Hip bursitis symptoms most often include a deep aching pain that concentrates on the outside of the hip joint at the top of the outer thigh. This sometimes includes buttock pain which may extend down the outside of the leg towards the knee. The pain is usually intense and sharp in the early stages of the condition and may develop into a dull ache over time.
Normal activities such as walking, climbing stairs, running, sitting cross-legged, getting up from a chair or prolonged standing often aggravate the symptoms. Lying on the hip at night is very painful and may be severe enough that it disturbs your sleep. Putting pressure over the trochanter with your finger increases the pain. Stiffness may develop around the hip joint
The trochanteric bursa is a large fluid filled sac which facilitates the gliding of skin, buttock and thigh tendons over the greater trochanter which is the large bump that can be felt on the outside of the femur or upper leg bone. The bursa has the function of working as a shock absorber and as a lubricant for the movement of the muscles adjacent to it thus preventing friction. Muscles attach to this bony prominence so the hip joint is able to move. When this bursa becomes inflamed and causes pain it’s called trochanteric bursitis. Trochanteric bursitis can strike anyone but seems more prevalent in females and senior patients.
The cause of trochanteric hip bursitis is usually overuse and repeated friction, often as a result of faulty biomechanics. Occasionally it can be caused by a sudden impact to the hip such as a fall when playing sports or in life in general, during accidents or bumping the hip on a protruding object can be an onset for hip pain. Activities that require repeated rapid joint movement like running or cycling long distances may lead to irritation or inflammation within the bursa. Foot, ankle or knee issues that create an abnormal gait can be factors for hip joint bursitis.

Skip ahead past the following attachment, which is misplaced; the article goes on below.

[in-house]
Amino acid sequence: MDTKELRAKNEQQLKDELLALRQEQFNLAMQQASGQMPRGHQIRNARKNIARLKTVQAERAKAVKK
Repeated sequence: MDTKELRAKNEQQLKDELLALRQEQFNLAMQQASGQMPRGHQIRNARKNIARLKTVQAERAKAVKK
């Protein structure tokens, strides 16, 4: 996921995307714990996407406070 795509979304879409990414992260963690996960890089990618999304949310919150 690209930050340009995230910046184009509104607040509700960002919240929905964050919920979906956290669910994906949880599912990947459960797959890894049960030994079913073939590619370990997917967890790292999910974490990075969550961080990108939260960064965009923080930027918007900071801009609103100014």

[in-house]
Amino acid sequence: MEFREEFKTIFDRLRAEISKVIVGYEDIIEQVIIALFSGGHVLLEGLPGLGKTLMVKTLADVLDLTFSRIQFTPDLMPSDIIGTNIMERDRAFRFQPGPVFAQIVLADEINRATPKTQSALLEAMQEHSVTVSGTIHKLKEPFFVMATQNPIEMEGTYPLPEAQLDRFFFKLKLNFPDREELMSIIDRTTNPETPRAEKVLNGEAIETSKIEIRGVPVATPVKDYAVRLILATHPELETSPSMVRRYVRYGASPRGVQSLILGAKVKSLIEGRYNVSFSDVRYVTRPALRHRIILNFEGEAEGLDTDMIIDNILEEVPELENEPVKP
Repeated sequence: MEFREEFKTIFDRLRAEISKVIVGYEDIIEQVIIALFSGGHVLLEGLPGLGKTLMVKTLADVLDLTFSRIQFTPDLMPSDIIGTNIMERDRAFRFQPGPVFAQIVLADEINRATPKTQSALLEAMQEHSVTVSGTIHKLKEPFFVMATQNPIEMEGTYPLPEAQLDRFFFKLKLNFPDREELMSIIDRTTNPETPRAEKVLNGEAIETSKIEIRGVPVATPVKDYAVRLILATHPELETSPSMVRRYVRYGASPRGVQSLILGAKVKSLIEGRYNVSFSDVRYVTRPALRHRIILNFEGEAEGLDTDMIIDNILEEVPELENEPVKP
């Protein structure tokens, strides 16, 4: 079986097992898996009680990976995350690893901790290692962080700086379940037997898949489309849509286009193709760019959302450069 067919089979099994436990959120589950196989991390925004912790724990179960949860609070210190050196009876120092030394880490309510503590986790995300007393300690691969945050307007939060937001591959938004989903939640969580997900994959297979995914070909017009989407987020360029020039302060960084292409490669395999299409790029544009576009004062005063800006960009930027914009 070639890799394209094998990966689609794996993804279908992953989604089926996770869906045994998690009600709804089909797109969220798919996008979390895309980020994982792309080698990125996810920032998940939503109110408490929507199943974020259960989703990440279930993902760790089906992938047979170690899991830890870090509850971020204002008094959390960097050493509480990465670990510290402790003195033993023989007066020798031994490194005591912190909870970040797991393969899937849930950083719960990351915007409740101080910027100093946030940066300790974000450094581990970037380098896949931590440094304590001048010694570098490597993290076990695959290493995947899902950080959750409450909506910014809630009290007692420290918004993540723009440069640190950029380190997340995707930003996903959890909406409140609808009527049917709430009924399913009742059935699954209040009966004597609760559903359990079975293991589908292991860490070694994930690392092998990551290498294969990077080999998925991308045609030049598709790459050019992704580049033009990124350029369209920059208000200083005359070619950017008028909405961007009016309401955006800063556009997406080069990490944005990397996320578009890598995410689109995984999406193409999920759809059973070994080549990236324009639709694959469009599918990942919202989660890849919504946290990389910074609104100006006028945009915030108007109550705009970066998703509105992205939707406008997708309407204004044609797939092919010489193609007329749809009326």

Trochanteric bursitis may occur together with disc disease of the low back or arthritis of the hip, inflammatory arthritis. It also may develop at the site of a previous hip surgery.
Osteopathic treatment manipulations are performed to help restore normal movement to the hip joint, knees, feet and lower back. Abnormal motion of the lumbar spine and sacroiliac joints may contribute to an altered gait that stresses the hip joint. Osteopathic manipulation to the lumbar spine and pelvis will help improve biomechanics.
Osteopathic treatment also involves soft tissue work to the surrounding muscles and fascia which become sore and stiff, especially if you have been limping or changed your way of walking. The goals of osteopathic treatment are to reduce the pain, restore function and prevent reoccurrence.
Correcting and stabilizing biomechanical issues of the hips, legs, knees , ankles and feet will help improve strength and coordination in the buttock and hip muscles which also enables the femur to move smoothly and can help reduce friction on the bursa.
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